Hypocritical judgment is wrong. Jesus’ command not to judge others in Matthew 7:1 is preceded by comparisons to hypocrites (Matthew 6:2, 5, 16) and followed by a warning against hypocrisy (Matthew 7:3–5). When we point out the sin of others while we ourselves commit the same sin, we condemn ourselves (Romans 2:1).
Harsh, unforgiving judgment is wrong. We are “always to be gentle toward everyone” (Titus 3:2). It is the merciful who will be shown mercy (Matthew 5:7), and, as Jesus warned, “In the same way you judge others, you will be judged, and with the measure you use, it will be measured to you” (Matthew 7:2).
Self-righteous judgment is wrong. We are called to humility, and “God opposes the proud” (James 4:6). The Pharisee in Jesus’ parable of the Pharisee and the tax collector was confident in his own righteousness and from that proud position judged the publican; however, God sees the heart and refused to forgive the Pharisee’s sin (Luke 18:9–14).
Untrue judgment is wrong. The Bible clearly forbids bearing false witness (Proverbs 19:5). “Slander no one” (Titus 3:2).
Christians are often accused of “judging” or intolerance when they speak out against sin. But opposing sin is not wrong.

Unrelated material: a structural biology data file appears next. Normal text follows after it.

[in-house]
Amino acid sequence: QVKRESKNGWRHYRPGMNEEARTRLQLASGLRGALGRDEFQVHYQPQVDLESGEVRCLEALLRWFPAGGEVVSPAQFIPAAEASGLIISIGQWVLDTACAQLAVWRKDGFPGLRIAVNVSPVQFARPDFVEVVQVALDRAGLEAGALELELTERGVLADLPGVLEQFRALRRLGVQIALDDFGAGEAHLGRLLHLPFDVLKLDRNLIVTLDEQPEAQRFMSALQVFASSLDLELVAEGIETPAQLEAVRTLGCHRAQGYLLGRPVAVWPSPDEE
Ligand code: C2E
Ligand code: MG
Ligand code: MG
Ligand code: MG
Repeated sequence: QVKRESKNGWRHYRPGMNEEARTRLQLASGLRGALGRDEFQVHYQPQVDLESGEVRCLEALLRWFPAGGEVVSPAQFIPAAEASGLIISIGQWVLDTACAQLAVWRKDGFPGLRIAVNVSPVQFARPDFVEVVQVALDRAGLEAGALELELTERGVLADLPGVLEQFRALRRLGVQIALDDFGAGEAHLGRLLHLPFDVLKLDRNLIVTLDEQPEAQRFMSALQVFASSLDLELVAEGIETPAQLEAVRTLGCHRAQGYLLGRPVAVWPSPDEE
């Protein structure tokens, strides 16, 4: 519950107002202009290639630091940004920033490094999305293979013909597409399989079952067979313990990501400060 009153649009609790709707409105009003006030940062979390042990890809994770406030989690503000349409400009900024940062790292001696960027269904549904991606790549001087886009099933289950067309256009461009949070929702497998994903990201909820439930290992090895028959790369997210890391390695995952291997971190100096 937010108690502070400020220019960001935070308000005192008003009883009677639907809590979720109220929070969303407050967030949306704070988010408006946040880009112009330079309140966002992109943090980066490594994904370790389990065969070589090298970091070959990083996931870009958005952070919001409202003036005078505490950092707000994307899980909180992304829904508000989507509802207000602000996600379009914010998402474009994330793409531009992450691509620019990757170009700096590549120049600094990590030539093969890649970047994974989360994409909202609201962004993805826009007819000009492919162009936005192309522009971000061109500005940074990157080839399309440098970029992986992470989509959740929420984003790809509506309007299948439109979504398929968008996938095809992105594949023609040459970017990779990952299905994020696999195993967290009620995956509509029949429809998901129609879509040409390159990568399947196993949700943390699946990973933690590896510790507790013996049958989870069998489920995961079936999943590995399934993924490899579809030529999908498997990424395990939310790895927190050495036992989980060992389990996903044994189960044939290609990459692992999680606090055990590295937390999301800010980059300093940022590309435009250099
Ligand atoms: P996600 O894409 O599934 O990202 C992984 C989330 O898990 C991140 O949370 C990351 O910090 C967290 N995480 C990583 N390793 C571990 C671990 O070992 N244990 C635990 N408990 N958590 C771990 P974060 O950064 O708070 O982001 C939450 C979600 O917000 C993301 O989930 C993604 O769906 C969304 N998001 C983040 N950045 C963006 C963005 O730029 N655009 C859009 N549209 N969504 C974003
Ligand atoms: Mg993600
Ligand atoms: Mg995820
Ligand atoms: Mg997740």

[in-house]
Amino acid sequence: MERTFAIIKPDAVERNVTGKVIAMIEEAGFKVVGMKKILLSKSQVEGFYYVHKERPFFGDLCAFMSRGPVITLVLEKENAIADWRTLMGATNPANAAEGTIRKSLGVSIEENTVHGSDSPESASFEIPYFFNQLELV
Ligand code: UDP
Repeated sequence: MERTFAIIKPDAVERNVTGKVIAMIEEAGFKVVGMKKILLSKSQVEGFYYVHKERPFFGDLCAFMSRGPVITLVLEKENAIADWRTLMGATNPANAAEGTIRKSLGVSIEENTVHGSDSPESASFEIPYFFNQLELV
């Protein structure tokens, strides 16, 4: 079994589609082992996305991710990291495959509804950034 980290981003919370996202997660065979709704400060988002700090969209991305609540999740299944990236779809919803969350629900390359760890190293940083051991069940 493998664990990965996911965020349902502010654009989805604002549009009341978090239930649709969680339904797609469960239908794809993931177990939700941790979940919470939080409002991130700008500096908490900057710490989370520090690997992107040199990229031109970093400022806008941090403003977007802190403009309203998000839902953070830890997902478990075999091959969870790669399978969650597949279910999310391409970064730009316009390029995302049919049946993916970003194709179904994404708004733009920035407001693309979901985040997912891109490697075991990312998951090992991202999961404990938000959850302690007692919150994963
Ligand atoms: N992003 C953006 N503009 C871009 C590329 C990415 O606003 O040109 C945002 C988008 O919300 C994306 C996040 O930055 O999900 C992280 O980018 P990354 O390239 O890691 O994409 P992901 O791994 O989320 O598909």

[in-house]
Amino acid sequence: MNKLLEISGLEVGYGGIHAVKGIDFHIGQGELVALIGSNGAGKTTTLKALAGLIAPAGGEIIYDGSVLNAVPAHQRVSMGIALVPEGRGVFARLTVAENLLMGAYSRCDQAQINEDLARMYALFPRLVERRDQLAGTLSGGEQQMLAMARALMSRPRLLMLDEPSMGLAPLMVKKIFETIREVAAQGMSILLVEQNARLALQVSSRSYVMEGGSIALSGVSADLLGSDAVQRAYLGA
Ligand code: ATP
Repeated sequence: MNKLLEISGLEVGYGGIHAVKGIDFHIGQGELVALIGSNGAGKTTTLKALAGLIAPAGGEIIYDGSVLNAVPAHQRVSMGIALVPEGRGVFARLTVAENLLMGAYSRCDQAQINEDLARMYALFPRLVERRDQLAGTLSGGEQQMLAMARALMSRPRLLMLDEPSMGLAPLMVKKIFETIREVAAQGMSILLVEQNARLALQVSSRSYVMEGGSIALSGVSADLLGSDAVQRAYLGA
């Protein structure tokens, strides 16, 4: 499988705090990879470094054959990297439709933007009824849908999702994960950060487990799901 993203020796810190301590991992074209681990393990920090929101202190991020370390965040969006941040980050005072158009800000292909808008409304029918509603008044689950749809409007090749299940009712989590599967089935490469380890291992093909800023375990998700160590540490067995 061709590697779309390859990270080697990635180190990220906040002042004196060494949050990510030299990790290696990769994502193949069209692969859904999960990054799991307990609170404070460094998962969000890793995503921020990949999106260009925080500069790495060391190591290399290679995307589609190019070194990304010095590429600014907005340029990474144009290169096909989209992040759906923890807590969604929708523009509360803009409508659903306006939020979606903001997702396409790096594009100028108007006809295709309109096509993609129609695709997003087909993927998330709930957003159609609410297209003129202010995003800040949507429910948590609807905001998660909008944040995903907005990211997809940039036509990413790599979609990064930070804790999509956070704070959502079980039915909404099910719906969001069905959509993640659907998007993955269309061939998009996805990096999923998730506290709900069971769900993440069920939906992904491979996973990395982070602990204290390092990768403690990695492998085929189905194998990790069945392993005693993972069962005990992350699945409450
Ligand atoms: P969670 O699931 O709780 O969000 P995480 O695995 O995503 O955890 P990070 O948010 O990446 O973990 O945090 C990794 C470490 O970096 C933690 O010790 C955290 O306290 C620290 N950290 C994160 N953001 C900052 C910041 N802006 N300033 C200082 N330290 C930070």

Holding aloft the standard of righteousness naturally defines unrighteousness and draws the slings and arrows of those who choose sin over godliness. John the Baptist incurred the ire of Herodias when he spoke out against her adultery with Herod (Mark 6:18–19). She eventually silenced John, but she could not silence the truth (Isaiah 40:8).
Believers are warned against judging others unfairly or unrighteously, but Jesus commends “right judgment” (John 7:24, ESV). We are to be discerning (Colossians 1:9; 1 Thessalonians 5:21). We are to preach the whole counsel of God, including the Bible’s teaching on sin (Acts 20:27; 2 Timothy 4:2). We are to gently confront erring brothers or sisters in Christ (Galatians 6:1). We are to practice church discipline (Matthew 18:15–17). We are to speak the truth in love (Ephesians 4:15).